Lazy Susan’s have been around forever. But where did the name come from? It is thought to have been an invention of Thomas Jefferson for his daughter originally called a dumbwaiter. Or perhaps it came from the British. No one is exactly sure but we do know there are so many ways to utilize a Lazy Susan. Here are a few of our favorites. Bonus points if you count how many times I use Lazy Susan.
This is a no brainer. I use my Lazy Susan for all my small bottle and jars. This deep version keeps items from falling over easily. You could use a divided one for kids snacks like yogurt and cheese sticks as well.
Pantry corners can be a challenging area to organize. They can be deep and items have a tendency to get shoved aside or knocked over. Put a Lazy Susan in the corner to corral smaller items like baking supplies. I have few like this one placed in the center of my pantry where the cabinet frame is supported. I can’t pull anything out easily, but having a small turntable for cans and jars is super convenient.
Always knocking over spices to find the one you need? Try corralling them onto a single or double tier Lazy Susan depending on your space.
UNDER THE SINK
I have never been blessed with a spacious kitchen sink cabinet. I always seem to have numerous pipes and other plumbing necessities making storage solutions a pain.Try using a Lazy Susan, like this one from Target, to store you most used supplies for easy access.
Linen closets aren’t just for your sheets and blankets. Use a clear divided Lazy Susan for first aid supplies or medications.
Keep your hair and skincare products close at hand AND neat. Depending on your space you can use this method on the counter top or under the sink. Use a divided version like this one from Target for all of your mani/pedi needs too.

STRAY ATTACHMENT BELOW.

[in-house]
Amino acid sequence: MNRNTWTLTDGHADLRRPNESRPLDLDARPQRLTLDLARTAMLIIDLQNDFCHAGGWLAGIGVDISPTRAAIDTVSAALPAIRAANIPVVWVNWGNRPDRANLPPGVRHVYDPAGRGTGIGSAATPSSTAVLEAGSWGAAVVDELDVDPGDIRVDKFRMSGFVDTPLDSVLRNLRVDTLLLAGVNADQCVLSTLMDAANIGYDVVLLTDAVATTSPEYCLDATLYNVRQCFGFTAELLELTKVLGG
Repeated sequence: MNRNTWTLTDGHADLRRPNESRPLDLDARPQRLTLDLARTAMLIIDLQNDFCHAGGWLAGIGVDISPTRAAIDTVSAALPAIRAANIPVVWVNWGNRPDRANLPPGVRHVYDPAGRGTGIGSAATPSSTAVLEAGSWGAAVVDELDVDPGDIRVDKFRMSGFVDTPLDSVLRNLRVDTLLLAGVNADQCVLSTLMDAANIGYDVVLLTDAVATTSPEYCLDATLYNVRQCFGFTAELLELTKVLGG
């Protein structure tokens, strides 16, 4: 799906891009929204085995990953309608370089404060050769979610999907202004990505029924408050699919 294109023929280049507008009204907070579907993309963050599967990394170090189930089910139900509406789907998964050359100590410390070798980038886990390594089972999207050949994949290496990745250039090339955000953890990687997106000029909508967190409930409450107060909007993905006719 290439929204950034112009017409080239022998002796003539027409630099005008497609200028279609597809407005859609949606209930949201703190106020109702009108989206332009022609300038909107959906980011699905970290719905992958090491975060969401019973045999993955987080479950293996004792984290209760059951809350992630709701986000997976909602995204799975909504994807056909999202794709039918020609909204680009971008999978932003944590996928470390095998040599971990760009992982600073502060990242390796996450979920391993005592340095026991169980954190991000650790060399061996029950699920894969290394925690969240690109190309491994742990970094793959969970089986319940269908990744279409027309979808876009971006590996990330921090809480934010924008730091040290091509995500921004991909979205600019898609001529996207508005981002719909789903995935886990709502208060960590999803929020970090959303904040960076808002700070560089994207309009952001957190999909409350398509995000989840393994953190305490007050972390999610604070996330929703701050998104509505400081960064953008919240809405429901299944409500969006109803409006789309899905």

Think googly eyes, pom poms, and craft sticks. I found this rotating one with removable stacking canisters on Amazon but you can certainly DIY one with some jars or cans. It would be great for a homeschool area as well.
As soon as you sit down to dinner do your kids start asking for things? Just me? Place everyday items like salt and pepper, napkins and utensils on a decorative wooden version of the Lazy Susan. You can even bring it outside to a bbq or picnic.
But what about those really deep corner cabinets? If you have a large cabinet with a Lazy Susan built in how do you keep that organized? For mine I use it for larger appliances and cooking items like crock pots and strainers. If you use yours to store food items or baking supplies give these wedge shaped organizers a try. They keep everything separated and contained so things don’t go flying with every spin.
How many ways to use the Lazy Susan did you count?